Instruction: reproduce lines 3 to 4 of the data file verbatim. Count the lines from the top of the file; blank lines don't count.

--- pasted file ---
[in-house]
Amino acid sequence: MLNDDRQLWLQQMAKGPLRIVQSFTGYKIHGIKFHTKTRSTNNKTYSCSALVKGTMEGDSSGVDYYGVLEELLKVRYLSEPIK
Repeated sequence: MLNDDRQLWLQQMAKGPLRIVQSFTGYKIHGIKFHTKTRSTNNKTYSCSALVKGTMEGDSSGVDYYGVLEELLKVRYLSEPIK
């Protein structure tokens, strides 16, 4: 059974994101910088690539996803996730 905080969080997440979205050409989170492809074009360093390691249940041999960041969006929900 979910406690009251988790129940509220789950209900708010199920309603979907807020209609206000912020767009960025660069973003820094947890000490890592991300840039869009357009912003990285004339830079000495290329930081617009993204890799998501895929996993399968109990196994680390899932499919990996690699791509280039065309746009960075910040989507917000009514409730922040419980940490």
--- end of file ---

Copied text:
Repeated sequence: MLNDDRQLWLQQMAKGPLRIVQSFTGYKIHGIKFHTKTRSTNNKTYSCSALVKGTMEGDSSGVDYYGVLEELLKVRYLSEPIK
């Protein structure tokens, strides 16, 4: 059974994101910088690539996803996730 905080969080997440979205050409989170492809074009360093390691249940041999960041969006929900 979910406690009251988790129940509220789950209900708010199920309603979907807020209609206000912020767009960025660069973003820094947890000490890592991300840039869009357009912003990285004339830079000495290329930081617009993204890799998501895929996993399968109990196994680390899932499919990996690699791509280039065309746009960075910040989507917000009514409730922040419980940490």